As well as Mr Mulligan, the Mail has tracked down three more people left devastated after the brothers swindled tens of thousands of pounds out of them.

The victims were so embarrassed they wished to remain anonymous. The Somerset grandmother, who lost £180,000, felt ‘ashamed and worthless’ after the Mishras exploited the pandemic to steal her life savings.

The ‘absolutely horrific ordeal’ also robbed her of her self-confidence – making her want to move from the home and village where she has lived for decades.

The bank did refund the missing money. But her daughter told the Mail: ‘We were in the middle of Covid and you’re talking about an old lady who was just about to have a pacemaker put in so she was very vulnerable.

‘It took an enormous toll on her. For a while she didn’t feel safe in her own house because she thought they knew where she lived. She thought they would turn up at her door.’

Another victim in east London nearly lost £20,000 to the scammers in December – but the bank refused the second transfer. She has been unable to recover the initial £10,000.

‘You work hard enough to earn all this money, and then somebody takes it just like that’, she said.

Documents on the criminals’ laptop included several selfies of Karan posing with an expensive watch. Two of the pictures appear to be taken in a call centre, although it is not known whether this is where the fraud took place.

Other files included pictures of their identity documents and a meme depicting a room covered in cash, with the caption ‘the only room I would like to clean!’.

Karan denied all allegations of fraud and scamming when confronted by the Mail outside his family home in Behala, a middle-class area of south-west Kolkata, insisting it was ‘total bulls***’.

He claimed that his only work was helping his father run stationery shops.

Mr Browning said the Mishras’ laptop had been switched on recently but there has been no evidence of them trying to carry out any scams since the Mail confronted them last month. It is not thought they were working with a third party in the UK.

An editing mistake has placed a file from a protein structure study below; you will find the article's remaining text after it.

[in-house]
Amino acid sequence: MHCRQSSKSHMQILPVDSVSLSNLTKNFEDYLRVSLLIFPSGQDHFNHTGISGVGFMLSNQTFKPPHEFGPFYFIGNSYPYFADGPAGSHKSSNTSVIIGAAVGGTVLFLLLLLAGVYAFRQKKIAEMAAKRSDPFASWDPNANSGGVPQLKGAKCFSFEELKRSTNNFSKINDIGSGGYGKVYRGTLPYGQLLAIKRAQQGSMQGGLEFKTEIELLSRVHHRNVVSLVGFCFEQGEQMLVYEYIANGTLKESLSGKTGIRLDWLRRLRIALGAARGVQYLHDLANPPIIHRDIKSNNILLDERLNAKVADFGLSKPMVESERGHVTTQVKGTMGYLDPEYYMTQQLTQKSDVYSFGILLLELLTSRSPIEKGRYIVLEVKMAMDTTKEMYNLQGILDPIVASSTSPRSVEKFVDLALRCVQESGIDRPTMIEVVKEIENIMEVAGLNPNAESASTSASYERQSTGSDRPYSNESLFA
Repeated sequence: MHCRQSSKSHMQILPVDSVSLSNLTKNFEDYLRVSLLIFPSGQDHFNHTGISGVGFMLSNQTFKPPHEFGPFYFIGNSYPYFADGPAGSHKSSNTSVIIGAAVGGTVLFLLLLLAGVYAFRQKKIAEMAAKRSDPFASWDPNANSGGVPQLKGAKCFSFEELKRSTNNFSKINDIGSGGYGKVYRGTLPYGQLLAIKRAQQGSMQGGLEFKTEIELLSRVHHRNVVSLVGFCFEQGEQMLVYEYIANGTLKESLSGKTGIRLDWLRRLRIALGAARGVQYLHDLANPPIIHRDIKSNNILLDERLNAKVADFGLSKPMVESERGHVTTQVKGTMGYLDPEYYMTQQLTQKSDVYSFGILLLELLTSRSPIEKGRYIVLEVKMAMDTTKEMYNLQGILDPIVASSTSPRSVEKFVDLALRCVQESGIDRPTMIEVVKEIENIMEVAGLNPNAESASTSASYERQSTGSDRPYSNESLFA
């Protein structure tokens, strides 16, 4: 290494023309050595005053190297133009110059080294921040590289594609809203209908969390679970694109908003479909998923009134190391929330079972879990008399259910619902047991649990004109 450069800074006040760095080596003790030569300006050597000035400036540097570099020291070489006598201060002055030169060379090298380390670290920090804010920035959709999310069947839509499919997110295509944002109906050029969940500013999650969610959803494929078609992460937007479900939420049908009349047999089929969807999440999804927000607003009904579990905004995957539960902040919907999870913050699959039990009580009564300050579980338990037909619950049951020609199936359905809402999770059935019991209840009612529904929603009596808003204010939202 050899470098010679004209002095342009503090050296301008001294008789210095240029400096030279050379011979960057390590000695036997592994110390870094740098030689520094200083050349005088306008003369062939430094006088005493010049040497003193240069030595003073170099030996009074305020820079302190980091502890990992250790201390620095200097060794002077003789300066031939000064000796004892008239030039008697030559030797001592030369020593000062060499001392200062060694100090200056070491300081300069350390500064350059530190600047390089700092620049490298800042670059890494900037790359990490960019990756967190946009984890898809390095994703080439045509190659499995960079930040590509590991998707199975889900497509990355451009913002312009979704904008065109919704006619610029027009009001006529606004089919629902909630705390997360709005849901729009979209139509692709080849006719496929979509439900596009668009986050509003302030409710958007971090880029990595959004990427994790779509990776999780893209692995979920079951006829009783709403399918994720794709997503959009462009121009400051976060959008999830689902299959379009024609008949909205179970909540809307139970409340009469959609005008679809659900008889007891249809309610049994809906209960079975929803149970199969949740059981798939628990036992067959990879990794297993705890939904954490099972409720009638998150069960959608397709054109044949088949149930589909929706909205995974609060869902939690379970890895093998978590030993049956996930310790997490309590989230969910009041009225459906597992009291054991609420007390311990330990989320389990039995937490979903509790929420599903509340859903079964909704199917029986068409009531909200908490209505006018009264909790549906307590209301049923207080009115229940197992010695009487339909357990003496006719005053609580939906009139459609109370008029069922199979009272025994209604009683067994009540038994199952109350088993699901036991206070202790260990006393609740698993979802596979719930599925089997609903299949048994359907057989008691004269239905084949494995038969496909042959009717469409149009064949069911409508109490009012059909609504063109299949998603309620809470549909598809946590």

Police in Behala said they continued to investigate online fraud cases, but were not aware of the Mishra brothers or allegations that they had scammed UK residents.

MPs last night called for the Government to set up an anti-scamming workforce to tackle the crisis. Chris Bryant, chairman of the committee on standards, said: ‘The Government must wake up and take immediate action to fight the virus of fraud by warning people so they can protect themselves and start putting the criminals behind bars.’

Tory MP Ruth Edwards called for greater protections against scams to keep ‘pace with both technology and the techniques used by those who seek to do us harm’.

Baroness Williams of Trafford, a Home Office minister, said: ‘We have given an extra £63million to law enforcement so they can crack down on fraud and we are also recruiting specialist fraud officers as part of our commitment to recruit 20,000 new officers.

‘This year alone they have taken down thousands of phone numbers as well as fake websites, email addresses and are going after those responsible for these heinous crimes.’

As for Thomas Mulligan, he knows he has had a narrow escape, saved by Mr Browning’s crucial intervention.

He told the Mail: ‘I thought I was an intelligent person and I was too aware to be caught, but I soon realised people can play on your good nature to scam you.

‘They just seemed so credible that I was fooled. They convinced me. They were very organised.’

Retired for 23 years, he said he was ‘very lucky’ he could cope with the loss but, had Mr Browning not stepped in, ‘it might well have been a different story.’ 

Source: Daily Mail UK